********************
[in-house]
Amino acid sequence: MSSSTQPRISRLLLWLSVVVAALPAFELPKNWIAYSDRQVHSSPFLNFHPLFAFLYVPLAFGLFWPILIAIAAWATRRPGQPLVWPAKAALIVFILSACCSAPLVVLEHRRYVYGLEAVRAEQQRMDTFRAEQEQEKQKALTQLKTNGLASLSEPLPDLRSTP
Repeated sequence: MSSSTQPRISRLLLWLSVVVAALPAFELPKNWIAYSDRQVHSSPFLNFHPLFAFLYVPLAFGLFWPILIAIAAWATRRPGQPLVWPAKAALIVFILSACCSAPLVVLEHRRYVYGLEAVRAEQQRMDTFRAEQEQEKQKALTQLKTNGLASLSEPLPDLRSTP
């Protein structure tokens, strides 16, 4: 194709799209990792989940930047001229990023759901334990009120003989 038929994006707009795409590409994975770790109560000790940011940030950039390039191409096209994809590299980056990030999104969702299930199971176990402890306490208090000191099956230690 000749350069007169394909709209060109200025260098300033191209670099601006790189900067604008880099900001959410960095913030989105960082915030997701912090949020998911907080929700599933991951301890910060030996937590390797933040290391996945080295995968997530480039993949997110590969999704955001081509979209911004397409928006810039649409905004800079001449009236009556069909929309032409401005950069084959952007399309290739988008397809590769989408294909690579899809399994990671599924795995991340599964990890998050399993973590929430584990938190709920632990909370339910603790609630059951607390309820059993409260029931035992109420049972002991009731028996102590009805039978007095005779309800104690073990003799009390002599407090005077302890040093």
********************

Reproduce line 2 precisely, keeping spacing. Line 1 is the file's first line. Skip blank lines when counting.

Amino acid sequence: MSSSTQPRISRLLLWLSVVVAALPAFELPKNWIAYSDRQVHSSPFLNFHPLFAFLYVPLAFGLFWPILIAIAAWATRRPGQPLVWPAKAALIVFILSACCSAPLVVLEHRRYVYGLEAVRAEQQRMDTFRAEQEQEKQKALTQLKTNGLASLSEPLPDLRSTP